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The Harmful Effects of Vaping

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SUPPORTERS of vaping claim it is a way for smokers to quit and it is also a “lesser evil” than conventional cigarettes.

But new research suggests vaping increases the level of DNA-damaging compounds. If cells cannot repair DNA damage the risk of cancer can increase, say scientists.

The study analysed the saliva and mouth cells of five e-cigarette users before and after a 15-minute vaping session. Researchers found increased levels of toxic chemicals formaldehyde, acrolein and methylglyoxal

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The tiny pod of e-liquid in a Juul has the 

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 — an entire pack — according to the company's website.

Most educators, parents and students "don't realize how much nicotine is in there, or that there's even any nicotine," she says. "That's what the research tells us."

Bolcoa works with students as part of the 

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 team, a club at high schools backed by Jefferson County's Tobacco-Free Youth program, to educate students, parents and administrators about the larger risks of tobacco use and Juuls. An educational video the team posted on Facebook tells viewers that "Juuls and other e-products are disguised to look like pens, flash drives."

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Study: Lead and Other Toxic Metals Found in E-Cigarette ‘Vapors’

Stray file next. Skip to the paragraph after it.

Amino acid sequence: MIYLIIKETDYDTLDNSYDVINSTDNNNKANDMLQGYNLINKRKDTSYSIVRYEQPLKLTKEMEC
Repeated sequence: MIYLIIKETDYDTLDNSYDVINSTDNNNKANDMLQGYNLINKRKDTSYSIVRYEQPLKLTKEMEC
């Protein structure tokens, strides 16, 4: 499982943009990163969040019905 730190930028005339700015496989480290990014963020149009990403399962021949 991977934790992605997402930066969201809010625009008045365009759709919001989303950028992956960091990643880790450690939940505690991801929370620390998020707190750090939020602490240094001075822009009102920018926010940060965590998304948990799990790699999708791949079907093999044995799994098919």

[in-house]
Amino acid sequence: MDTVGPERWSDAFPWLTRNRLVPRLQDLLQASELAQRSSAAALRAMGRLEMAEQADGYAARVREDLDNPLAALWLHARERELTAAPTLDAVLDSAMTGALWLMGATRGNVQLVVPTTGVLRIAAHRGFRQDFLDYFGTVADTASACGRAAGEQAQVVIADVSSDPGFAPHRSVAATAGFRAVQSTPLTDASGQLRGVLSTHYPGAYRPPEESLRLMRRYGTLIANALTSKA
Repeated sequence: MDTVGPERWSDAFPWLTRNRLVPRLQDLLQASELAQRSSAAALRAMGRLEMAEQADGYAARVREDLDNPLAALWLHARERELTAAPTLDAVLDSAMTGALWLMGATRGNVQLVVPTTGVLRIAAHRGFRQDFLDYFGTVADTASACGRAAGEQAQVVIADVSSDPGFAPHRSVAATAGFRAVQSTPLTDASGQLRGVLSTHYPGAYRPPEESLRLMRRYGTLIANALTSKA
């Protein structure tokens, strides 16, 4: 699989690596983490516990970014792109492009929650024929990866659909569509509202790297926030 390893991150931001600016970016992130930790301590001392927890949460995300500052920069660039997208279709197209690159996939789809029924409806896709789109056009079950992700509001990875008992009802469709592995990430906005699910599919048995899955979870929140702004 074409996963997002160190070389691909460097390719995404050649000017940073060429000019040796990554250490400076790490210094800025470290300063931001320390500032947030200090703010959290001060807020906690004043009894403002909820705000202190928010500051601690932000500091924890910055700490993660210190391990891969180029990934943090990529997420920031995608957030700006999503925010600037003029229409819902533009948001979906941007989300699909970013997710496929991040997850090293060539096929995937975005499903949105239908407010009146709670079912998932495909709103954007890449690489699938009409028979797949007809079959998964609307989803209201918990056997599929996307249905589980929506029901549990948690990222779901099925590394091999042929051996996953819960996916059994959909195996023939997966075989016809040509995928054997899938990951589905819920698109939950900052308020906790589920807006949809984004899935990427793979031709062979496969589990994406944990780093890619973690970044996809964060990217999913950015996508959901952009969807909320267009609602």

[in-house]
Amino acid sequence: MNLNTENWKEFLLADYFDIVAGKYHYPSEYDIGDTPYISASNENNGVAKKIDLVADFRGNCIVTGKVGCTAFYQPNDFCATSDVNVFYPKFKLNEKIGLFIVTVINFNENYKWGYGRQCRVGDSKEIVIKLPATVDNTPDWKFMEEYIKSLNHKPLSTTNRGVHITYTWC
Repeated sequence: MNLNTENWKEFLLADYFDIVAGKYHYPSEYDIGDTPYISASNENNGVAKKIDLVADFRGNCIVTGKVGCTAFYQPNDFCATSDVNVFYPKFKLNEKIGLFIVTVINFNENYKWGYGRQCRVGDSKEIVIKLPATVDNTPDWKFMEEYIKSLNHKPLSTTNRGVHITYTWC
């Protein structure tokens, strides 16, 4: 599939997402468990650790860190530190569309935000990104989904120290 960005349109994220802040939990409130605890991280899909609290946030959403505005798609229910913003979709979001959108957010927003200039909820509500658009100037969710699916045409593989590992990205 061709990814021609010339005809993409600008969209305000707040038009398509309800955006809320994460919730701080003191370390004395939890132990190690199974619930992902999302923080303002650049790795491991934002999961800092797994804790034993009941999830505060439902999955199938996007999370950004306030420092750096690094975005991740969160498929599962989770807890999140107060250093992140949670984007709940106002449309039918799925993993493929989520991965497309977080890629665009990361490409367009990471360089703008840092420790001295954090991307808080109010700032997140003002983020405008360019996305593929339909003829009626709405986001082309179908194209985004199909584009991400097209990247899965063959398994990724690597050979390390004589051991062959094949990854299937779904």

POTENTIALLY DANGEROUS LEVELS OF METALS LEAK FROM SOME E-CIGARETTE HEATING COILS

Significant amounts of toxic metals, including lead, leak from some e-cigarette heating coils and are present in the aerosols inhaled by users, according to a study from scientists at Johns Hopkins Bloomberg School of Public Health.

In the study, published online in Environmental Health Perspectives on February 21, the scientists examined e-cigarette devices owned by a sample of 56 users. They found that significant numbers of the devices generated aerosols with potentially unsafe levels of lead, chromium, manganese and/or nickel. Chronic inhalation of these metals has been linked to lung, liver, immune, cardiovascular and brain damage, and even cancers.

The Food and Drug Administration has the authority to regulate e-cigarettes but is still considering how to do so. The finding that e-cigarettes expose users—known as vapers—to what may be harmful levels of toxic metals could make this issue a focus of future FDA rules.

“It’s important for the FDA, the e-cigarette companies and vapers themselves to know that these heating coils, as currently made, seem to be leaking toxic metals—which then get into the aerosols that vapers inhale,” says study senior author Ana María Rule, PhD, MHS, an assistant scientist in the Bloomberg School’s Department of Environmental Health and Engineering.

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